For psoriasis, the therapy that’s “classically considered the safest in pregnancy is UVB light therapy, specifically the 300-nm wavelength of light, which works really well as an anti-inflammatory,” Dr. Murase said. Because of the potential for maternal folate degradation with phototherapy and the long-known association of folate deficiency with neural tube defects, women of childbearing age who are receiving light therapy should take daily folic acid supplementation. (She prescribes a daily prenatal vitamin containing at least 1 mg of folic acid for women who are utilizing light therapy.)
Many topical agents can be used during pregnancy, Dr. Murase said. Topical corticosteroids, she noted, have the most safety-affirming data of any topical medication.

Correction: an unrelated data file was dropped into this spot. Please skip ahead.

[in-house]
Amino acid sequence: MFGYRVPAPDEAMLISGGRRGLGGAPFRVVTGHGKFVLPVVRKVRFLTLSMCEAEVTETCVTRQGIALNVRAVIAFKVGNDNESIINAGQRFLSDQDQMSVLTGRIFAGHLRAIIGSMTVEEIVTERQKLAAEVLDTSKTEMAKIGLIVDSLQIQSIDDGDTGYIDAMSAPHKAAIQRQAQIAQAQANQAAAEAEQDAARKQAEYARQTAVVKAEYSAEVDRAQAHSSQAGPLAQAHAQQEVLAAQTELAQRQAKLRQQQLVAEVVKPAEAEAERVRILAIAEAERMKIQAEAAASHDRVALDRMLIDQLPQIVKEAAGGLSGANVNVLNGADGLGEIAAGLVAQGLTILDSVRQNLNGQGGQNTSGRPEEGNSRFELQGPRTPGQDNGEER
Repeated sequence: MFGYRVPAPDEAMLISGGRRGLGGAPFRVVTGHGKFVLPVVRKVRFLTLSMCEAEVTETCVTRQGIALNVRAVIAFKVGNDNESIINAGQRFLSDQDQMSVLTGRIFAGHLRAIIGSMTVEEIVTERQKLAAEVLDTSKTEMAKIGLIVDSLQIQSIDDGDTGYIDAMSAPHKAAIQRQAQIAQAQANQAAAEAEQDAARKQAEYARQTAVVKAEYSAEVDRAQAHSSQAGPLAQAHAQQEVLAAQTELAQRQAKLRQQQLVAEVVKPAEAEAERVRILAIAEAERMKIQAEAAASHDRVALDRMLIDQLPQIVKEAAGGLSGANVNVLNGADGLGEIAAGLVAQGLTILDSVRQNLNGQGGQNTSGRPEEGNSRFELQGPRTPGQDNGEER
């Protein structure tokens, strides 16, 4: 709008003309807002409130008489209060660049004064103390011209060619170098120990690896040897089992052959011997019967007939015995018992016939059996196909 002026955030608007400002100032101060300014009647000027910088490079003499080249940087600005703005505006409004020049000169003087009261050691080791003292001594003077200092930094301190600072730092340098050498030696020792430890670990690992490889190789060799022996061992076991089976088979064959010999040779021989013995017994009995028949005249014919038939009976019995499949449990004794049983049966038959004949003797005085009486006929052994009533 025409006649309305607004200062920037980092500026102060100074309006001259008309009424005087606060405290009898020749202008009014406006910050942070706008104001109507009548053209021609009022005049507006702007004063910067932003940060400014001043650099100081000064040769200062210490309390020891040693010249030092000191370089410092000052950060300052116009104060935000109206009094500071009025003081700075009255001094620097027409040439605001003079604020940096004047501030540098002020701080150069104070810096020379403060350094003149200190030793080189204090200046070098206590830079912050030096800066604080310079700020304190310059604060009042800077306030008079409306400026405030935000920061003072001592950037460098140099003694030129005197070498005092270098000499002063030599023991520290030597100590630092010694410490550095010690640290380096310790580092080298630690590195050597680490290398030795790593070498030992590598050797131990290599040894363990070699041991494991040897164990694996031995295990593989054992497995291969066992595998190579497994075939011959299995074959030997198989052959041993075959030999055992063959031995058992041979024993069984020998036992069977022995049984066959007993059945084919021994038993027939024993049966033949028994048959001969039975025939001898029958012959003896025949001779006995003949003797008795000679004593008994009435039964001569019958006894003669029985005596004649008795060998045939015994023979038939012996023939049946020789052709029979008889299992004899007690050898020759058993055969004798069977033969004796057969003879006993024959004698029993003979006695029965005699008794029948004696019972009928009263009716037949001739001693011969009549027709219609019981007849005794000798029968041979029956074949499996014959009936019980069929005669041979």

Regarding oral therapies, Dr. Murase recommends against the use of apremilast (Otezla) for her patients. “It’s not contraindicated, but the animal studies don’t look promising, so I don’t use that one in women of childbearing age just in case. There’s just very little data to support the safety of this medication [in pregnancy].”
There are no therapeutic guidelines in the United States for guiding the management of psoriasis in women who are considering pregnancy. In 2012, the medical board of the National Psoriasis Foundation published a review of treatment options for psoriasis in pregnant or lactating women,4 the “closest thing to guidelines that we’ve had,” said Dr. Murase. (Now almost a decade old, the review addresses TNF inhibitors but does not cover the anti-interleukin agents more recently approved for moderate to severe psoriasis and PsA.)
For treating PsA, rheumatologists now have the American College of Rheumatology’s first guideline for the management of reproductive health in rheumatic and musculoskeletal diseases to reference.5 The 2020 guideline does not address PsA specifically, but its section on pregnancy and lactation includes recommendations on biologic and other therapies used to treat the disease.